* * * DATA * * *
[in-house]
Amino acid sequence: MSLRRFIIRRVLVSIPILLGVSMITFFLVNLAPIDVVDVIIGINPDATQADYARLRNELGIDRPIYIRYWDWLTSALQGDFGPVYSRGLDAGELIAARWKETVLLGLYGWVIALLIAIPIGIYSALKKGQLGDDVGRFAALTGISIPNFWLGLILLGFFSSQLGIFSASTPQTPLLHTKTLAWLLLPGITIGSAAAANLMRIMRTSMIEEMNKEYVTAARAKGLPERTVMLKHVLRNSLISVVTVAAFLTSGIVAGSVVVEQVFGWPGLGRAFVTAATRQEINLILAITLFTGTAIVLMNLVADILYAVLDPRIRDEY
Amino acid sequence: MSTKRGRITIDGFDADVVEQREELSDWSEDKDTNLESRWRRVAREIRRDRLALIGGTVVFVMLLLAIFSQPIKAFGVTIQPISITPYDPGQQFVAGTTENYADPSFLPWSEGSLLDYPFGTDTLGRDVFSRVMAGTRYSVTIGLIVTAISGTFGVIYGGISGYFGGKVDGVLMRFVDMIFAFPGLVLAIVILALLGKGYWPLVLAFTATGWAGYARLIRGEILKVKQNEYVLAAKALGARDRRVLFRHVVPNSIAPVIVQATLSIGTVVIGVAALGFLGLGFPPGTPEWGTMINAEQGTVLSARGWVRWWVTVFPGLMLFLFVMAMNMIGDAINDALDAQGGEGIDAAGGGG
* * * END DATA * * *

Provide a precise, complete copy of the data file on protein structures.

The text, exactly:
[in-house]
Amino acid sequence: MSLRRFIIRRVLVSIPILLGVSMITFFLVNLAPIDVVDVIIGINPDATQADYARLRNELGIDRPIYIRYWDWLTSALQGDFGPVYSRGLDAGELIAARWKETVLLGLYGWVIALLIAIPIGIYSALKKGQLGDDVGRFAALTGISIPNFWLGLILLGFFSSQLGIFSASTPQTPLLHTKTLAWLLLPGITIGSAAAANLMRIMRTSMIEEMNKEYVTAARAKGLPERTVMLKHVLRNSLISVVTVAAFLTSGIVAGSVVVEQVFGWPGLGRAFVTAATRQEINLILAITLFTGTAIVLMNLVADILYAVLDPRIRDEY
Amino acid sequence: MSTKRGRITIDGFDADVVEQREELSDWSEDKDTNLESRWRRVAREIRRDRLALIGGTVVFVMLLLAIFSQPIKAFGVTIQPISITPYDPGQQFVAGTTENYADPSFLPWSEGSLLDYPFGTDTLGRDVFSRVMAGTRYSVTIGLIVTAISGTFGVIYGGISGYFGGKVDGVLMRFVDMIFAFPGLVLAIVILALLGKGYWPLVLAFTATGWAGYARLIRGEILKVKQNEYVLAAKALGARDRRVLFRHVVPNSIAPVIVQATLSIGTVVIGVAALGFLGLGFPPGTPEWGTMINAEQGTVLSARGWVRWWVTVFPGLMLFLFVMAMNMIGDAINDALDAQGGEGIDAAGGGG